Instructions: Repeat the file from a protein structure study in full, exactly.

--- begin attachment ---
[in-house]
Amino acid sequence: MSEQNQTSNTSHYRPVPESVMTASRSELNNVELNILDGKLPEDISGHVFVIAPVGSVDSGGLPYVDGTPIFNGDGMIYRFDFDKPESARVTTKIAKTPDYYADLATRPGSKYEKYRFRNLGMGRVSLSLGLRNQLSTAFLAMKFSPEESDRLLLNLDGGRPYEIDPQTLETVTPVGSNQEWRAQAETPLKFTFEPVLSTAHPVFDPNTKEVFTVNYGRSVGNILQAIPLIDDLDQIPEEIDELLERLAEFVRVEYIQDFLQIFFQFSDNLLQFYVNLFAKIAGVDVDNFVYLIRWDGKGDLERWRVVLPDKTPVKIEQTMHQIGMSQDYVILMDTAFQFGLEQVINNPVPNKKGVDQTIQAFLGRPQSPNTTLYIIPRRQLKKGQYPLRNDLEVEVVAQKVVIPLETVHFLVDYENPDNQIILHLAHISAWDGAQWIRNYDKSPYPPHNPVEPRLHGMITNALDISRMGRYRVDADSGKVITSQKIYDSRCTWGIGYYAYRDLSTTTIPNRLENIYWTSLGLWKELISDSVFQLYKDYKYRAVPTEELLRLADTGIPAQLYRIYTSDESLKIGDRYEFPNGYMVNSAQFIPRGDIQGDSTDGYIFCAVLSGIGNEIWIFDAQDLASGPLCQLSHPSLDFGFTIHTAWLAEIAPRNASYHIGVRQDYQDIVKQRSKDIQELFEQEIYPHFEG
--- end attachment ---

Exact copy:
[in-house]
Amino acid sequence: MSEQNQTSNTSHYRPVPESVMTASRSELNNVELNILDGKLPEDISGHVFVIAPVGSVDSGGLPYVDGTPIFNGDGMIYRFDFDKPESARVTTKIAKTPDYYADLATRPGSKYEKYRFRNLGMGRVSLSLGLRNQLSTAFLAMKFSPEESDRLLLNLDGGRPYEIDPQTLETVTPVGSNQEWRAQAETPLKFTFEPVLSTAHPVFDPNTKEVFTVNYGRSVGNILQAIPLIDDLDQIPEEIDELLERLAEFVRVEYIQDFLQIFFQFSDNLLQFYVNLFAKIAGVDVDNFVYLIRWDGKGDLERWRVVLPDKTPVKIEQTMHQIGMSQDYVILMDTAFQFGLEQVINNPVPNKKGVDQTIQAFLGRPQSPNTTLYIIPRRQLKKGQYPLRNDLEVEVVAQKVVIPLETVHFLVDYENPDNQIILHLAHISAWDGAQWIRNYDKSPYPPHNPVEPRLHGMITNALDISRMGRYRVDADSGKVITSQKIYDSRCTWGIGYYAYRDLSTTTIPNRLENIYWTSLGLWKELISDSVFQLYKDYKYRAVPTEELLRLADTGIPAQLYRIYTSDESLKIGDRYEFPNGYMVNSAQFIPRGDIQGDSTDGYIFCAVLSGIGNEIWIFDAQDLASGPLCQLSHPSLDFGFTIHTAWLAEIAPRNASYHIGVRQDYQDIVKQRSKDIQELFEQEIYPHFEG